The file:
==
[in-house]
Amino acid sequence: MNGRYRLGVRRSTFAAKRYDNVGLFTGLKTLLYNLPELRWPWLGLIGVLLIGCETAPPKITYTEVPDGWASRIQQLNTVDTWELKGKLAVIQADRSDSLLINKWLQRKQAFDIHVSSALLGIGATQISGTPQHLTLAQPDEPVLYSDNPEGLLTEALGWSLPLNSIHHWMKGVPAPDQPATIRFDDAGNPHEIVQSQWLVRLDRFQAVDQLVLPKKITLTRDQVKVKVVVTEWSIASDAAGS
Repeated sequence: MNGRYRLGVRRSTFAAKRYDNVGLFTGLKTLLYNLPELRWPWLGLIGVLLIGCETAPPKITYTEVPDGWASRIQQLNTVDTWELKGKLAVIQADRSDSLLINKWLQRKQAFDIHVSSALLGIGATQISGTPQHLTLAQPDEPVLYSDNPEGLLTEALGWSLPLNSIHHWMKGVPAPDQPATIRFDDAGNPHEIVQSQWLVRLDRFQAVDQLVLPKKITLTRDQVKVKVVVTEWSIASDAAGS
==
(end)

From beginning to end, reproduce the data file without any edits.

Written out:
[in-house]
Amino acid sequence: MNGRYRLGVRRSTFAAKRYDNVGLFTGLKTLLYNLPELRWPWLGLIGVLLIGCETAPPKITYTEVPDGWASRIQQLNTVDTWELKGKLAVIQADRSDSLLINKWLQRKQAFDIHVSSALLGIGATQISGTPQHLTLAQPDEPVLYSDNPEGLLTEALGWSLPLNSIHHWMKGVPAPDQPATIRFDDAGNPHEIVQSQWLVRLDRFQAVDQLVLPKKITLTRDQVKVKVVVTEWSIASDAAGS
Repeated sequence: MNGRYRLGVRRSTFAAKRYDNVGLFTGLKTLLYNLPELRWPWLGLIGVLLIGCETAPPKITYTEVPDGWASRIQQLNTVDTWELKGKLAVIQADRSDSLLINKWLQRKQAFDIHVSSALLGIGATQISGTPQHLTLAQPDEPVLYSDNPEGLLTEALGWSLPLNSIHHWMKGVPAPDQPATIRFDDAGNPHEIVQSQWLVRLDRFQAVDQLVLPKKITLTRDQVKVKVVVTEWSIASDAAGS